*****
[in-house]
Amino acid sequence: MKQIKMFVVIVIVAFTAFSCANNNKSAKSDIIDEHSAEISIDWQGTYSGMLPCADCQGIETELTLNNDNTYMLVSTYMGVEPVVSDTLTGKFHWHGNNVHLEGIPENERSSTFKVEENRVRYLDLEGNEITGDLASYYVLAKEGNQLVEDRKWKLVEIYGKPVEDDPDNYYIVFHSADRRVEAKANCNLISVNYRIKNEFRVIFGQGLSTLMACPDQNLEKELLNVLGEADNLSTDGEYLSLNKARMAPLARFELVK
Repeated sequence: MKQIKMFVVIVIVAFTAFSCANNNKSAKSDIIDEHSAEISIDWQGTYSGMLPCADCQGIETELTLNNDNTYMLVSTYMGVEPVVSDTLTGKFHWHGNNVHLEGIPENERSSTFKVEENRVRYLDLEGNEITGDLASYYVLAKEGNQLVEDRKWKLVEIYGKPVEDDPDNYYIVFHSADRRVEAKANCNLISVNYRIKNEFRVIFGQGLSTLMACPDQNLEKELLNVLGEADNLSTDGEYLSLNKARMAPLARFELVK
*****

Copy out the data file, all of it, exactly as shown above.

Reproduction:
[in-house]
Amino acid sequence: MKQIKMFVVIVIVAFTAFSCANNNKSAKSDIIDEHSAEISIDWQGTYSGMLPCADCQGIETELTLNNDNTYMLVSTYMGVEPVVSDTLTGKFHWHGNNVHLEGIPENERSSTFKVEENRVRYLDLEGNEITGDLASYYVLAKEGNQLVEDRKWKLVEIYGKPVEDDPDNYYIVFHSADRRVEAKANCNLISVNYRIKNEFRVIFGQGLSTLMACPDQNLEKELLNVLGEADNLSTDGEYLSLNKARMAPLARFELVK
Repeated sequence: MKQIKMFVVIVIVAFTAFSCANNNKSAKSDIIDEHSAEISIDWQGTYSGMLPCADCQGIETELTLNNDNTYMLVSTYMGVEPVVSDTLTGKFHWHGNNVHLEGIPENERSSTFKVEENRVRYLDLEGNEITGDLASYYVLAKEGNQLVEDRKWKLVEIYGKPVEDDPDNYYIVFHSADRRVEAKANCNLISVNYRIKNEFRVIFGQGLSTLMACPDQNLEKELLNVLGEADNLSTDGEYLSLNKARMAPLARFELVK